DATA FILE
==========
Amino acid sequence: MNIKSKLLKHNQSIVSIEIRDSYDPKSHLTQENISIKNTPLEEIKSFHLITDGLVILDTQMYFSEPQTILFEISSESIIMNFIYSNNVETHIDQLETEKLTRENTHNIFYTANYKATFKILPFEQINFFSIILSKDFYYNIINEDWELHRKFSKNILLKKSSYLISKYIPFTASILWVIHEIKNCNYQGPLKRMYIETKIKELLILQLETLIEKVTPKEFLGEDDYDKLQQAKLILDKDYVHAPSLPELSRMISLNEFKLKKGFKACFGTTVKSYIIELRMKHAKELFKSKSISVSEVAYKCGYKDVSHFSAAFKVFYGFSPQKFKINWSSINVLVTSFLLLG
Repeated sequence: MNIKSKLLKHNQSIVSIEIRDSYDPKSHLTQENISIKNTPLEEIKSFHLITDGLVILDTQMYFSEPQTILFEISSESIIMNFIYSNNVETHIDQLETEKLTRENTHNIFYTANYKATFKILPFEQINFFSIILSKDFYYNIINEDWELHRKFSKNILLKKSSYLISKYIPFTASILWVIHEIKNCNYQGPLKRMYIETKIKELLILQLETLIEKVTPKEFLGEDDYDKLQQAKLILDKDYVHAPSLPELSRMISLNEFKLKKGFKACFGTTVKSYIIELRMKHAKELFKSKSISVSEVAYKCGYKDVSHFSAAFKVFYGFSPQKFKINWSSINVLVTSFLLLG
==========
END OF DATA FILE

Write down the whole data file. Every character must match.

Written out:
Amino acid sequence: MNIKSKLLKHNQSIVSIEIRDSYDPKSHLTQENISIKNTPLEEIKSFHLITDGLVILDTQMYFSEPQTILFEISSESIIMNFIYSNNVETHIDQLETEKLTRENTHNIFYTANYKATFKILPFEQINFFSIILSKDFYYNIINEDWELHRKFSKNILLKKSSYLISKYIPFTASILWVIHEIKNCNYQGPLKRMYIETKIKELLILQLETLIEKVTPKEFLGEDDYDKLQQAKLILDKDYVHAPSLPELSRMISLNEFKLKKGFKACFGTTVKSYIIELRMKHAKELFKSKSISVSEVAYKCGYKDVSHFSAAFKVFYGFSPQKFKINWSSINVLVTSFLLLG
Repeated sequence: MNIKSKLLKHNQSIVSIEIRDSYDPKSHLTQENISIKNTPLEEIKSFHLITDGLVILDTQMYFSEPQTILFEISSESIIMNFIYSNNVETHIDQLETEKLTRENTHNIFYTANYKATFKILPFEQINFFSIILSKDFYYNIINEDWELHRKFSKNILLKKSSYLISKYIPFTASILWVIHEIKNCNYQGPLKRMYIETKIKELLILQLETLIEKVTPKEFLGEDDYDKLQQAKLILDKDYVHAPSLPELSRMISLNEFKLKKGFKACFGTTVKSYIIELRMKHAKELFKSKSISVSEVAYKCGYKDVSHFSAAFKVFYGFSPQKFKINWSSINVLVTSFLLLG